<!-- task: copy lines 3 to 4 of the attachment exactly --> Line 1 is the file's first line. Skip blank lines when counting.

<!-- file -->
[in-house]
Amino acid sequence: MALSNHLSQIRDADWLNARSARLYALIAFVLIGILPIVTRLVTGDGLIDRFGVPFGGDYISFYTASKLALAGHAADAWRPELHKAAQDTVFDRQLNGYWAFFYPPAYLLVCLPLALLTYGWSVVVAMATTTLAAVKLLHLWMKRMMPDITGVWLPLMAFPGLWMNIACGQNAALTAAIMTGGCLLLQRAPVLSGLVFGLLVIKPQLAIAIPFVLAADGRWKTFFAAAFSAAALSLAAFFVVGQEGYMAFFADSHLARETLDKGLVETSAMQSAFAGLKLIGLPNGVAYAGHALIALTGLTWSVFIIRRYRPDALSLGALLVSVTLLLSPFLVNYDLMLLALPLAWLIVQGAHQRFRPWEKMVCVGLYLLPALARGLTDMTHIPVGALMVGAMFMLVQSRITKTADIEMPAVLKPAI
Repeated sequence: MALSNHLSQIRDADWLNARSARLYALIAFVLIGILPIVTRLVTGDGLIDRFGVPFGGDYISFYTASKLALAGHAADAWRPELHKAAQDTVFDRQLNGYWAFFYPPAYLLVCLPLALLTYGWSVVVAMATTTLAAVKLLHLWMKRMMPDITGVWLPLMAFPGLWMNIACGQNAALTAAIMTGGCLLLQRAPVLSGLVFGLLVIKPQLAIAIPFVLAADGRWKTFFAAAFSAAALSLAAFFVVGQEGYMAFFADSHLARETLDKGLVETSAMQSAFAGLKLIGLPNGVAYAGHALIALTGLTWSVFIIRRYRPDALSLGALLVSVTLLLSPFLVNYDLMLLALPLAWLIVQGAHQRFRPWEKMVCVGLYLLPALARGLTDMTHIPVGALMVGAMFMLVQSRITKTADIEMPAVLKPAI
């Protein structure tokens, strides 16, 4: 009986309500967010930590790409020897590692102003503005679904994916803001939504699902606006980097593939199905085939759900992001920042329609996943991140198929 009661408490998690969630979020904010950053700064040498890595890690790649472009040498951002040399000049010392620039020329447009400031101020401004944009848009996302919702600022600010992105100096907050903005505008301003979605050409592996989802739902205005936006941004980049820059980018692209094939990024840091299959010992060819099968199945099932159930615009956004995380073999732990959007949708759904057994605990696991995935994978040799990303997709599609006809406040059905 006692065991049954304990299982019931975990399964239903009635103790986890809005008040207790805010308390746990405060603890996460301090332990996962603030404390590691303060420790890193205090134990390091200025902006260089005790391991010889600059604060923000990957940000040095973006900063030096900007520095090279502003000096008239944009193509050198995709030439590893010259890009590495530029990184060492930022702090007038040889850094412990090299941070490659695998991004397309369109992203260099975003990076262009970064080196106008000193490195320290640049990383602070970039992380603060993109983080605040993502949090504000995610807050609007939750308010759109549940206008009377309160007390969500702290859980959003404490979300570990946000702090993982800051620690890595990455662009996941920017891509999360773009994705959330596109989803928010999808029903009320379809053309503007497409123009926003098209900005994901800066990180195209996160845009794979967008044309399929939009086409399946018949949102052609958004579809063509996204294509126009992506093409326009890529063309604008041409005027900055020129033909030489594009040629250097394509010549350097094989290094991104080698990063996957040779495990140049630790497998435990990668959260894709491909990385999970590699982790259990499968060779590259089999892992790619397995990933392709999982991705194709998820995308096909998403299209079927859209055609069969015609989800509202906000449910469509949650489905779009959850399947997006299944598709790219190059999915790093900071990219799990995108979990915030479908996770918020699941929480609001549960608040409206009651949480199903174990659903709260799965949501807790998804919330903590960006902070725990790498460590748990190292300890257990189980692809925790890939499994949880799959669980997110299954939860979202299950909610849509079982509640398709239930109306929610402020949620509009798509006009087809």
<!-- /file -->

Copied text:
Repeated sequence: MALSNHLSQIRDADWLNARSARLYALIAFVLIGILPIVTRLVTGDGLIDRFGVPFGGDYISFYTASKLALAGHAADAWRPELHKAAQDTVFDRQLNGYWAFFYPPAYLLVCLPLALLTYGWSVVVAMATTTLAAVKLLHLWMKRMMPDITGVWLPLMAFPGLWMNIACGQNAALTAAIMTGGCLLLQRAPVLSGLVFGLLVIKPQLAIAIPFVLAADGRWKTFFAAAFSAAALSLAAFFVVGQEGYMAFFADSHLARETLDKGLVETSAMQSAFAGLKLIGLPNGVAYAGHALIALTGLTWSVFIIRRYRPDALSLGALLVSVTLLLSPFLVNYDLMLLALPLAWLIVQGAHQRFRPWEKMVCVGLYLLPALARGLTDMTHIPVGALMVGAMFMLVQSRITKTADIEMPAVLKPAI
């Protein structure tokens, strides 16, 4: 009986309500967010930590790409020897590692102003503005679904994916803001939504699902606006980097593939199905085939759900992001920042329609996943991140198929 009661408490998690969630979020904010950053700064040498890595890690790649472009040498951002040399000049010392620039020329447009400031101020401004944009848009996302919702600022600010992105100096907050903005505008301003979605050409592996989802739902205005936006941004980049820059980018692209094939990024840091299959010992060819099968199945099932159930615009956004995380073999732990959007949708759904057994605990696991995935994978040799990303997709599609006809406040059905 006692065991049954304990299982019931975990399964239903009635103790986890809005008040207790805010308390746990405060603890996460301090332990996962603030404390590691303060420790890193205090134990390091200025902006260089005790391991010889600059604060923000990957940000040095973006900063030096900007520095090279502003000096008239944009193509050198995709030439590893010259890009590495530029990184060492930022702090007038040889850094412990090299941070490659695998991004397309369109992203260099975003990076262009970064080196106008000193490195320290640049990383602070970039992380603060993109983080605040993502949090504000995610807050609007939750308010759109549940206008009377309160007390969500702290859980959003404490979300570990946000702090993982800051620690890595990455662009996941920017891509999360773009994705959330596109989803928010999808029903009320379809053309503007497409123009926003098209900005994901800066990180195209996160845009794979967008044309399929939009086409399946018949949102052609958004579809063509996204294509126009992506093409326009890529063309604008041409005027900055020129033909030489594009040629250097394509010549350097094989290094991104080698990063996957040779495990140049630790497998435990990668959260894709491909990385999970590699982790259990499968060779590259089999892992790619397995990933392709999982991705194709998820995308096909998403299209079927859209055609069969015609989800509202906000449910469509949650489905779009959850399947997006299944598709790219190059999915790093900071990219799990995108979990915030479908996770918020699941929480609001549960608040409206009651949480199903174990659903709260799965949501807790998804919330903590960006902070725990790498460590748990190292300890257990189980692809925790890939499994949880799959669980997110299954939860979202299950909610849509079982509640398709239930109306929610402020949620509009798509006009087809």